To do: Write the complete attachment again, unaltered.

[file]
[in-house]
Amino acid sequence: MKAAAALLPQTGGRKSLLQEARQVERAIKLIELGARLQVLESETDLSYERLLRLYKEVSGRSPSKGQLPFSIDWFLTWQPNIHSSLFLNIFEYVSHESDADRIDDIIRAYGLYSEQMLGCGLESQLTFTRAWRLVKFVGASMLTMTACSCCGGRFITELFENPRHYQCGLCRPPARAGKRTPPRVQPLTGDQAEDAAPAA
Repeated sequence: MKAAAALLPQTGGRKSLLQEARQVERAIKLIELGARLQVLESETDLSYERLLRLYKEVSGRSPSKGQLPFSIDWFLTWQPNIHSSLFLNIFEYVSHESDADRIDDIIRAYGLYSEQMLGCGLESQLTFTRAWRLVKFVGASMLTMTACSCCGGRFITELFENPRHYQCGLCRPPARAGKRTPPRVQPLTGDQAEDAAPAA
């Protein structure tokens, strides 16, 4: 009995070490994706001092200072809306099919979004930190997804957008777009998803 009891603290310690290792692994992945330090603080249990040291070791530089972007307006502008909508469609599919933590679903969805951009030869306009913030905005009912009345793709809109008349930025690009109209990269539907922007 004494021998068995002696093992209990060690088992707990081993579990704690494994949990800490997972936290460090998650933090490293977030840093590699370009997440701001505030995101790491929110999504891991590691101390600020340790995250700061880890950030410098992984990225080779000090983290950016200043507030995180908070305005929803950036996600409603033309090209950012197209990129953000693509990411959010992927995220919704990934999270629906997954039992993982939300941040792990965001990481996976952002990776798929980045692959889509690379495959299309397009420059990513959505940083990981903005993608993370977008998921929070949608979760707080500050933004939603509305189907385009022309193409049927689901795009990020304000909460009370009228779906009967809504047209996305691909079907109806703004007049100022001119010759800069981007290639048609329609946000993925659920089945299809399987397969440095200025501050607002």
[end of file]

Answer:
[in-house]
Amino acid sequence: MKAAAALLPQTGGRKSLLQEARQVERAIKLIELGARLQVLESETDLSYERLLRLYKEVSGRSPSKGQLPFSIDWFLTWQPNIHSSLFLNIFEYVSHESDADRIDDIIRAYGLYSEQMLGCGLESQLTFTRAWRLVKFVGASMLTMTACSCCGGRFITELFENPRHYQCGLCRPPARAGKRTPPRVQPLTGDQAEDAAPAA
Repeated sequence: MKAAAALLPQTGGRKSLLQEARQVERAIKLIELGARLQVLESETDLSYERLLRLYKEVSGRSPSKGQLPFSIDWFLTWQPNIHSSLFLNIFEYVSHESDADRIDDIIRAYGLYSEQMLGCGLESQLTFTRAWRLVKFVGASMLTMTACSCCGGRFITELFENPRHYQCGLCRPPARAGKRTPPRVQPLTGDQAEDAAPAA
């Protein structure tokens, strides 16, 4: 009995070490994706001092200072809306099919979004930190997804957008777009998803 009891603290310690290792692994992945330090603080249990040291070791530089972007307006502008909508469609599919933590679903969805951009030869306009913030905005009912009345793709809109008349930025690009109209990269539907922007 004494021998068995002696093992209990060690088992707990081993579990704690494994949990800490997972936290460090998650933090490293977030840093590699370009997440701001505030995101790491929110999504891991590691101390600020340790995250700061880890950030410098992984990225080779000090983290950016200043507030995180908070305005929803950036996600409603033309090209950012197209990129953000693509990411959010992927995220919704990934999270629906997954039992993982939300941040792990965001990481996976952002990776798929980045692959889509690379495959299309397009420059990513959505940083990981903005993608993370977008998921929070949608979760707080500050933004939603509305189907385009022309193409049927689901795009990020304000909460009370009228779906009967809504047209996305691909079907109806703004007049100022001119010759800069981007290639048609329609946000993925659920089945299809399987397969440095200025501050607002």